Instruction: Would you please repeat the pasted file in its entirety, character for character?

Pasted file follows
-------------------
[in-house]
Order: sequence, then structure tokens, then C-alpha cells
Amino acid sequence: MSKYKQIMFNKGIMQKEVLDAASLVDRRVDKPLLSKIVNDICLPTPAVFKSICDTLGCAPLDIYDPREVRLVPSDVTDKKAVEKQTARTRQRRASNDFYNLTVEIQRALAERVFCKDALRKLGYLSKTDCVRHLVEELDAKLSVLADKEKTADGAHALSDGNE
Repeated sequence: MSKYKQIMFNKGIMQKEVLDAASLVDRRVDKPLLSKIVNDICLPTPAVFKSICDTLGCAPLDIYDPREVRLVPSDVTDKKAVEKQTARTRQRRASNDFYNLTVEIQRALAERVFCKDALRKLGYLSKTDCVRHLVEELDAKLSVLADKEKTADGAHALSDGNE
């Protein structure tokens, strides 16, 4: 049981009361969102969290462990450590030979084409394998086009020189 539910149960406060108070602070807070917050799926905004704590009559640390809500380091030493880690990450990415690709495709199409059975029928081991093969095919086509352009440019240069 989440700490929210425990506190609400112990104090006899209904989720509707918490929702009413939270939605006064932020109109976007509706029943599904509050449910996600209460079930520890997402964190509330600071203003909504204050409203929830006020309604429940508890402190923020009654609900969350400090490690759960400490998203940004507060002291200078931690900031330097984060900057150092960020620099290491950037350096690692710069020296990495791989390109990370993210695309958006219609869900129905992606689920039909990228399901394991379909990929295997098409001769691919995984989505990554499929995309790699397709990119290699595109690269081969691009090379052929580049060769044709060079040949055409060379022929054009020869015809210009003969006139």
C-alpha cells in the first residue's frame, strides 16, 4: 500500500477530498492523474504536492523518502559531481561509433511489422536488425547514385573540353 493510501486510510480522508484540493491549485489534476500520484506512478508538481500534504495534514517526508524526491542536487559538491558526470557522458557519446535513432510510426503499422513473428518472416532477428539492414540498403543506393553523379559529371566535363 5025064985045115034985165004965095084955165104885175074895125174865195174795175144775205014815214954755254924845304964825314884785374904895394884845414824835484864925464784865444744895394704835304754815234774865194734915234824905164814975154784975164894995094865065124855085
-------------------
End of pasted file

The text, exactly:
[in-house]
Order: sequence, then structure tokens, then C-alpha cells
Amino acid sequence: MSKYKQIMFNKGIMQKEVLDAASLVDRRVDKPLLSKIVNDICLPTPAVFKSICDTLGCAPLDIYDPREVRLVPSDVTDKKAVEKQTARTRQRRASNDFYNLTVEIQRALAERVFCKDALRKLGYLSKTDCVRHLVEELDAKLSVLADKEKTADGAHALSDGNE
Repeated sequence: MSKYKQIMFNKGIMQKEVLDAASLVDRRVDKPLLSKIVNDICLPTPAVFKSICDTLGCAPLDIYDPREVRLVPSDVTDKKAVEKQTARTRQRRASNDFYNLTVEIQRALAERVFCKDALRKLGYLSKTDCVRHLVEELDAKLSVLADKEKTADGAHALSDGNE
């Protein structure tokens, strides 16, 4: 049981009361969102969290462990450590030979084409394998086009020189 539910149960406060108070602070807070917050799926905004704590009559640390809500380091030493880690990450990415690709495709199409059975029928081991093969095919086509352009440019240069 989440700490929210425990506190609400112990104090006899209904989720509707918490929702009413939270939605006064932020109109976007509706029943599904509050449910996600209460079930520890997402964190509330600071203003909504204050409203929830006020309604429940508890402190923020009654609900969350400090490690759960400490998203940004507060002291200078931690900031330097984060900057150092960020620099290491950037350096690692710069020296990495791989390109990370993210695309958006219609869900129905992606689920039909990228399901394991379909990929295997098409001769691919995984989505990554499929995309790699397709990119290699595109690269081969691009090379052929580049060769044709060079040949055409060379022929054009020869015809210009003969006139």
C-alpha cells in the first residue's frame, strides 16, 4: 500500500477530498492523474504536492523518502559531481561509433511489422536488425547514385573540353 493510501486510510480522508484540493491549485489534476500520484506512478508538481500534504495534514517526508524526491542536487559538491558526470557522458557519446535513432510510426503499422513473428518472416532477428539492414540498403543506393553523379559529371566535363 5025064985045115034985165004965095084955165104885175074895125174865195174795175144775205014815214954755254924845304964825314884785374904895394884845414824835484864925464784865444744895394704835304754815234774865194734915234824905164814975154784975164894995094865065124855085